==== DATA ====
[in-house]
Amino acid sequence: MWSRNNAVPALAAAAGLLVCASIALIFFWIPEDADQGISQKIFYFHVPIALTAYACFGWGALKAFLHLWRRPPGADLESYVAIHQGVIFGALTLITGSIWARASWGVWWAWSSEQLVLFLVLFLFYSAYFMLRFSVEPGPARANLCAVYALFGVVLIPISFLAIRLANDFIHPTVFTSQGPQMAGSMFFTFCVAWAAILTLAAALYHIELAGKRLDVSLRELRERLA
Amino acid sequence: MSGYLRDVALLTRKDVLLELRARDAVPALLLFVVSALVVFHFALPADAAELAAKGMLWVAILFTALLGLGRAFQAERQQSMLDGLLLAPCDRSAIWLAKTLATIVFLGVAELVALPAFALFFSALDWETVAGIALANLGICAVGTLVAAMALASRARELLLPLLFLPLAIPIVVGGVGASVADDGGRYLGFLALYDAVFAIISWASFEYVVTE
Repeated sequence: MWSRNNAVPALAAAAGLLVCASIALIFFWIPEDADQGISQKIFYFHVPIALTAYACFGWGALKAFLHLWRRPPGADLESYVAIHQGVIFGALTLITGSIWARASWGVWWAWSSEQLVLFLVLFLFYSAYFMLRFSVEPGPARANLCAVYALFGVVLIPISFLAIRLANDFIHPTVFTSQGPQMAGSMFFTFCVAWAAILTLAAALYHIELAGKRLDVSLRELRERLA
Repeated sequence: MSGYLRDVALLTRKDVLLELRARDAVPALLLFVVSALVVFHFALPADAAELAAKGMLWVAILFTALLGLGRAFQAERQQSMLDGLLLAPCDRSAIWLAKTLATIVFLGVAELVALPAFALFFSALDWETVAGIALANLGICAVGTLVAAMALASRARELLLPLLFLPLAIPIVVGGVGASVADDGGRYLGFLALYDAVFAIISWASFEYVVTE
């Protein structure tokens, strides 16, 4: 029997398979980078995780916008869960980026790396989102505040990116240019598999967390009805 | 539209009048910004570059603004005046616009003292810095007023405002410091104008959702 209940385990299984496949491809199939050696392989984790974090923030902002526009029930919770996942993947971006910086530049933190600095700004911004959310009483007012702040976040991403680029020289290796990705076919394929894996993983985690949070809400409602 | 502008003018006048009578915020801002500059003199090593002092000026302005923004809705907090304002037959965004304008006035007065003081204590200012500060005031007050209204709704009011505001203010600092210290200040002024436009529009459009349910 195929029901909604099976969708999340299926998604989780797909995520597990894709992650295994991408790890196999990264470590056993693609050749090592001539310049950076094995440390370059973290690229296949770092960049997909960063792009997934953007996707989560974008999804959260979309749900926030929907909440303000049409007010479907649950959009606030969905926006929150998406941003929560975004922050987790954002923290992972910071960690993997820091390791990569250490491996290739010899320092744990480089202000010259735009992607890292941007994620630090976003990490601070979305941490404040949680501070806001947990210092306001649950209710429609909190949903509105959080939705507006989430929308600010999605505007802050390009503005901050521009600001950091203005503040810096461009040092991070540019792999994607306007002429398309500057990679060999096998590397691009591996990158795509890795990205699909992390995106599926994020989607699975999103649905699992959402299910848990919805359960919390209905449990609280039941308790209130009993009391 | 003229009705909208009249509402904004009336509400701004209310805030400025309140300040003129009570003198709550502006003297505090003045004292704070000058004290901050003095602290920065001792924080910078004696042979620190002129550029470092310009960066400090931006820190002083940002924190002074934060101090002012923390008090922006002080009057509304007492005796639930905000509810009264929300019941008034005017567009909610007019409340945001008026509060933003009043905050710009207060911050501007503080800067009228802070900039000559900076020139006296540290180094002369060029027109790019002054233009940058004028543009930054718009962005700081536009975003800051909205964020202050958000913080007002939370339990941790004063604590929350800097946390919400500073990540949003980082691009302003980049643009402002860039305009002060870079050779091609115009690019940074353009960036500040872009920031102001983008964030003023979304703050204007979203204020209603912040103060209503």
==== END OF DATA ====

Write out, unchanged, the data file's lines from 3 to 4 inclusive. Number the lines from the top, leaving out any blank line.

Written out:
Amino acid sequence: MSGYLRDVALLTRKDVLLELRARDAVPALLLFVVSALVVFHFALPADAAELAAKGMLWVAILFTALLGLGRAFQAERQQSMLDGLLLAPCDRSAIWLAKTLATIVFLGVAELVALPAFALFFSALDWETVAGIALANLGICAVGTLVAAMALASRARELLLPLLFLPLAIPIVVGGVGASVADDGGRYLGFLALYDAVFAIISWASFEYVVTE
Repeated sequence: MWSRNNAVPALAAAAGLLVCASIALIFFWIPEDADQGISQKIFYFHVPIALTAYACFGWGALKAFLHLWRRPPGADLESYVAIHQGVIFGALTLITGSIWARASWGVWWAWSSEQLVLFLVLFLFYSAYFMLRFSVEPGPARANLCAVYALFGVVLIPISFLAIRLANDFIHPTVFTSQGPQMAGSMFFTFCVAWAAILTLAAALYHIELAGKRLDVSLRELRERLA